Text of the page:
A barrage of Freedom of Information requests directed toward the state Power Authority and the federal Environmental Protection Agency are starting to yield some answers concerning what many on the Tuscarora Nation of Indians say is the fraudulent leadership of the tribe.
At the same time, the so-called "Gang of Four" -- Leo Henry, Neil Patterson Sr., Neil Patterson Jr. and Grand Island attorney Kendra Winkelstein -- currently in control of millions of dollars in payments the nation is receiving from the state and federal governments, say they are confident that their backing by the Bureau of Indian Affairs will keep them in power despite their eroding support among the Tuscaroras themselves.
What began as a debate over $100 million in Power Authority settlement money the tribe will receive over a 50-year period that began in 2007 has now turned into a wide-ranging inquiry into the numerous money-making enterprises the leadership has become involved in. About $12.5 million has been received from the Power Authority, while a contract with the EPA nets the Tuscarora Energy Program -- a company controlled by the Pattersons -- another $431,280.
And while it is known that Neil Patterson Sr. received $87,000 for less than a year of part-time work as a "consultant" during the building of the Tuscarora Nation House earlier this year, and the land on which the community building was built was obtained from Leo Henry for an unspecified amount, exactly how much of the $7 million spent on the project went directly into the pockets of Gang of Four members is uncertain.
The situation has drawn the attention of the U.S. Justice Department and state Attorney General Eric Schneiderman, who is expected to launch a formal investigation in the coming weeks.
Prominent Niagara Falls attorney John Bartolomei is preparing a class-action lawsuit based on the federal civil RICO statute on behalf of a Tuscarora citizens group.
RICO -- the Racketeer Influenced and Corrupt Organizations Act -- has been used in the past to prosecute Wall Street tycoons accused of insider trading and Catholic priests alleged to have molested young boys, as well as motorcycle clubs like the Hell's Angels, and the Mafia.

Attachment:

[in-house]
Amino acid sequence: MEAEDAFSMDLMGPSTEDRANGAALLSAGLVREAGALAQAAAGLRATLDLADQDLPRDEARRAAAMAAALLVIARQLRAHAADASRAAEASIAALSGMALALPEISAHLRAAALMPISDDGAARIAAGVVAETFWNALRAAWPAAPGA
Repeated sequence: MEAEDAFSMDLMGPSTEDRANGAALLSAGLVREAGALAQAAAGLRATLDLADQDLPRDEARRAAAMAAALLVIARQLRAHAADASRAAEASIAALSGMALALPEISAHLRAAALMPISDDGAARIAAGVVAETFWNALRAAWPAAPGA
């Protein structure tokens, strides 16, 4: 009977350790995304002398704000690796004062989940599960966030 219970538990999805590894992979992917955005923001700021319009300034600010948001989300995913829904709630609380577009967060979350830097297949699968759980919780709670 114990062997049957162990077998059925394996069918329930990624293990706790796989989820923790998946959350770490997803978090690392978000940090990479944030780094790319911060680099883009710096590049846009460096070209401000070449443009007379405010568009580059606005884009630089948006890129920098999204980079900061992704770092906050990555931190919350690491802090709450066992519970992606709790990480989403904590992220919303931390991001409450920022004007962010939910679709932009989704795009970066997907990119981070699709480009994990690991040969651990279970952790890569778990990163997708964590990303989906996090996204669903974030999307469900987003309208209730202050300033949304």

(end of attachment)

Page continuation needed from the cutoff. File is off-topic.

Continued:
Under its harsh provisions, groups found to have committed as few as two specified criminal acts over a 10-year period may be liable for treble damages in a civil suit, and fines and prison in a criminal case.
Numerous sources on the Tuscarora Reservation told the Niagara Falls Reporter that Leo Henry -- who has not returned to his Florida home despite the onset of cold weather -- is assuring members of the tribe that his longstanding ties to officials at the Bureau of Indian Affairs will trump any investigation or lawsuit.
"We're going to find out if it's actually the Bureau of Indian Affairs or the Bureau of Leo Henry's affairs," one disgruntled Tuscarora said. "The only standing any of these people have in the nation is that given to them by Washington and Albany."
While Henry, the Pattersons and Winkelstein are expected to use a defense of sovereign immunity to shield themselves from any possible charges, the fact that the money in question is being doled out by agencies like the Power Authority, the EPA and the federal Department of Health and Human Services makes such a defense problematic at best.
Repeated attempts by the Reporter to get Henry, the Pattersons or Winkelstein to comment on the record concerning the serious allegations have been unsuccessful, and it appears extremely unlikely that any accounting will be forthcoming prior to the issuance of subpoenas.
|Niagara Falls Reporter||www.niagarafallsreporter.com||Oct. 25, 2011|